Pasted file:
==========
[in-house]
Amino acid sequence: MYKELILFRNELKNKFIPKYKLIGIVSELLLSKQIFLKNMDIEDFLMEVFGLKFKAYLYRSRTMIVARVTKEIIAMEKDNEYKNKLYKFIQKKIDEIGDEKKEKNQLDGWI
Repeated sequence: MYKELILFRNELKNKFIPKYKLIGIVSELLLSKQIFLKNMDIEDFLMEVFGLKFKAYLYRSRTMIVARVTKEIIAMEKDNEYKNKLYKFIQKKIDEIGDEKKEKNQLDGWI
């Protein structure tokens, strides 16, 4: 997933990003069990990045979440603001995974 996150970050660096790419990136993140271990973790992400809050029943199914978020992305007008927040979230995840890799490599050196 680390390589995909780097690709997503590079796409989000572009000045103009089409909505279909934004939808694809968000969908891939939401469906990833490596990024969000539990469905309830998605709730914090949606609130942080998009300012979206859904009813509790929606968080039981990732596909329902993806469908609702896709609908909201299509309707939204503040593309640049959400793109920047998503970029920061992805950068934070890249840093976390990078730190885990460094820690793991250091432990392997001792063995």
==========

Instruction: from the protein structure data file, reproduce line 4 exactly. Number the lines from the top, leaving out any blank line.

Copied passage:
């Protein structure tokens, strides 16, 4: 997933990003069990990045979440603001995974 996150970050660096790419990136993140271990973790992400809050029943199914978020992305007008927040979230995840890799490599050196 680390390589995909780097690709997503590079796409989000572009000045103009089409909505279909934004939808694809968000969908891939939401469906990833490596990024969000539990469905309830998605709730914090949606609130942080998009300012979206859904009813509790929606968080039981990732596909329902993806469908609702896709609908909201299509309707939204503040593309640049959400793109920047998503970029920061992805950068934070890249840093976390990078730190885990460094820690793991250091432990392997001792063995």